21 February 2006
I was out of town when my passport with newly issued work permit was returned from the Department of Home Affairs. When I came into the office on the following Monday morning (20 Feb), I found my passport that Jean had sweetly tied with pink ribbon. I was a very happy girl.
The permit expires on 16 February 2009. If I understand correctly, it may be extended for only one year.
20 February 2006
A few weeks before Christmas, Colleen talked me into swimming the Midmar Mile. The Web site (http://www.midmarmile.co.za/) identifies it as the world’s largest open-water race. These days, I seem to need some serious motivation to get exercise, so I thought this would be perfect. I had already joined the Virgin Active gym in October (part of British entrepreneur/showman Richard Branson’s empire), and had been working out with some regularity. So, from a fitness standpoint, I wasn’t starting from scratch. The days before the holidays were hectic, so Col and I weren’t able to swim together much, but we each managed to get some time in the pool, and I was able to swim a couple of times while I was home in Tennessee. After Christmas, we managed to get together a few times for practice. Some days I would want to swim less, and some days Colleen would want to swim less, so it was good that we could encourage each other to carry on.
The race is held in the Midmar Dam (they use dam to refer to both the structure and the lake created by the structure), which is about an hour northwest of Durban, in the KwaZulu-Natal province. Ralph is not a swimmer and decided not to join us for the weekend, so Colleen, Brody (their 2 year old) and I drove down on the evening of Thursday, 9th February. We stayed in a Durban suburb, called Botha’s Hill, with a friend of Colleen’s. Shona and Colleen met when both their husbands were working in Lagos, Nigeria. Shona and Charles now live in Jakarta, Indonesia, but Shona comes home every 8 weeks or so, and we caught her on the tail-end of a visit.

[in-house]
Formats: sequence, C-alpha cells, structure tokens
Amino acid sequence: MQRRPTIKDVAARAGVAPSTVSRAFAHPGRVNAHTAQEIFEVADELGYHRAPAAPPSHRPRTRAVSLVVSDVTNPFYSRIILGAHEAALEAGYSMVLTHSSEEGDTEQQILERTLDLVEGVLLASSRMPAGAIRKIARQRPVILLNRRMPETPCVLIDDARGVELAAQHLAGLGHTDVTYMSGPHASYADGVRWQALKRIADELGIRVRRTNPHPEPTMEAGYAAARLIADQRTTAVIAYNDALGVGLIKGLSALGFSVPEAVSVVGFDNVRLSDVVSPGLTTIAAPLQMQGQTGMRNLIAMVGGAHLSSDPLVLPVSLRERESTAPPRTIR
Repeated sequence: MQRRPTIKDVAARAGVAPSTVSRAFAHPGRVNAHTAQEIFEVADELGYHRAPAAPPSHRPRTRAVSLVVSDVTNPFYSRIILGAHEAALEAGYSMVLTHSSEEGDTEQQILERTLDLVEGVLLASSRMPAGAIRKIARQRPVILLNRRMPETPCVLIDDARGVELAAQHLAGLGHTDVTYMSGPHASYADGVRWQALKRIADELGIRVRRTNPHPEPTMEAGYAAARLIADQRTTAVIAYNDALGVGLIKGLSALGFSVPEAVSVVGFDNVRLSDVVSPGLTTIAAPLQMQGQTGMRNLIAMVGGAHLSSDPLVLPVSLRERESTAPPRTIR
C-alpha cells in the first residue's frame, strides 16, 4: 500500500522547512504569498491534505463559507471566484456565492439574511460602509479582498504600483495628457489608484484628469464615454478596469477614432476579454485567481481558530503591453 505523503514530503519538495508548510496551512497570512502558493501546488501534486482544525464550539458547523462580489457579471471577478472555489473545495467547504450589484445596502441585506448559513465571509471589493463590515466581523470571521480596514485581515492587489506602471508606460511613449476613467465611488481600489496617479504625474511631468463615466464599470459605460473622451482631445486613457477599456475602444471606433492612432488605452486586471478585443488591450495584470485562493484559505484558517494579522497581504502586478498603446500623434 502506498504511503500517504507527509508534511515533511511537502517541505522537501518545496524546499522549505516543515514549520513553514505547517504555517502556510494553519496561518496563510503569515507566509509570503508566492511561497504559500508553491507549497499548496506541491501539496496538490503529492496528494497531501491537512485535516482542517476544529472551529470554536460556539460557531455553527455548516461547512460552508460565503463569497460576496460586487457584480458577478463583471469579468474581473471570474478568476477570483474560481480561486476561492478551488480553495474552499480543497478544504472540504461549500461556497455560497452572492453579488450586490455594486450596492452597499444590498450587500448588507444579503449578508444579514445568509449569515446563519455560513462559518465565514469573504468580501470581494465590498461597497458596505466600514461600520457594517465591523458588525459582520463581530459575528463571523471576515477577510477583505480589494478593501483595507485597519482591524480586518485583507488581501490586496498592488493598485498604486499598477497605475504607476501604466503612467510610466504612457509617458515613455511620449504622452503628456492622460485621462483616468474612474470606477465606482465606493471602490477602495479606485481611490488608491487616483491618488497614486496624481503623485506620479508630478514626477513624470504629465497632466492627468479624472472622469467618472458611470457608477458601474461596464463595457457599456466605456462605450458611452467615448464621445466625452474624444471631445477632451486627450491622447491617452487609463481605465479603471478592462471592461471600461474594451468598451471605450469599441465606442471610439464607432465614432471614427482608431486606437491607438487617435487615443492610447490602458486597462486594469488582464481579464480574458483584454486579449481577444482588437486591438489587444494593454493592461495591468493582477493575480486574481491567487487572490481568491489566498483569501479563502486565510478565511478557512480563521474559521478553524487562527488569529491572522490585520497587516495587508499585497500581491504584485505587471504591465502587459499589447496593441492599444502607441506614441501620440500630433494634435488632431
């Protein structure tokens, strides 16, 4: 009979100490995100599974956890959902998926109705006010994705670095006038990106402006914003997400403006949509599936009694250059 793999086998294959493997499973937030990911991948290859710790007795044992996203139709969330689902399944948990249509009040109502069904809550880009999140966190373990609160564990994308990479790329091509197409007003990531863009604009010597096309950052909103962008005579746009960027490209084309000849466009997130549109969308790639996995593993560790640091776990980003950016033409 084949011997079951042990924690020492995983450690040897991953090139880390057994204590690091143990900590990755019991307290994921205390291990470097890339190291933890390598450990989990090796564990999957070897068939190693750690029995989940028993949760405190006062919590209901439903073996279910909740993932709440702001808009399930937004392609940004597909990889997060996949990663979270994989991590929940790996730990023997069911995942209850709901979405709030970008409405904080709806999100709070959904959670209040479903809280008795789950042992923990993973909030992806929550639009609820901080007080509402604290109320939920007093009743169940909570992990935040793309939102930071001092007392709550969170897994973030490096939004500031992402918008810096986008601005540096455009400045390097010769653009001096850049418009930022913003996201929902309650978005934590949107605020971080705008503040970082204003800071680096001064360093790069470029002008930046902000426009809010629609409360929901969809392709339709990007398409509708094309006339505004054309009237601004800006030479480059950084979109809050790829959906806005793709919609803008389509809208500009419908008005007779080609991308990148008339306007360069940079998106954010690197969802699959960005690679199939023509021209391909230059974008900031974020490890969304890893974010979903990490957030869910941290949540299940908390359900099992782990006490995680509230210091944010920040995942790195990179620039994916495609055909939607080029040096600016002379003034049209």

This visit, in itself, made for a very pleasant weekend, indeed. Shona and Charles have had some financial ups and downs, but I think they are currently in a very nice upswell. The original part of the house was built 100 years ago, but they’ve added on substantially. The current project was to convert the huge verandah on the back of the house into a huge kitchen/dining room/lounge area. Two of the walls are solid windows, a very unique kind of thing I hadn’t seen before. They are floor to ceiling panels; when you open the end panel, you can then slide the next one down to it, and fold it back. And so on with each successive panel. So, the whole room can be open as if it were still a verandah. The kitchen is very deluxe, and the whole thing is such a pleasant room. The work was just finishing up when we were there, so we spent some time helping Shona, her daughter Caitlin, and her housekeeper unpacking boxes of dishes, washing, polishing silver, etc. We had hoped to go to the beach at least one day while we were down there, but the weather wasn’t very good. But Shona’s house was so pleasant that it was okay by me just to laze around, reading, napping, drinking tea, and polishing silver. It also introduced me to a lifestyle (big house, lovely grounds, swimming pool, live-in staff, etc.) that I hadn’t seen yet.
The race was on Sunday morning, and we got a late start leaving Shona’s. We also underestimated the crowd and attendant traffic! Plus, we found out from friends later that we should have received an information packet in the mail that would have given us parking and shuttle instructions. But we didn’t have that in hand, and since neither of us had been there before, we bumbled around trying to decide where best to park, how to get the shuttle to the other side of the lake, etc. By the time we finally ended up at the registration point, Colleen just had time to thrust Brody into the arms of her friend Rene, who had agreed to keep him while we swam, and we rushed to the starting point. If you see her, ask Colleen what else she did not have time to do beforehand, which proved to be quite uncomfortable for her.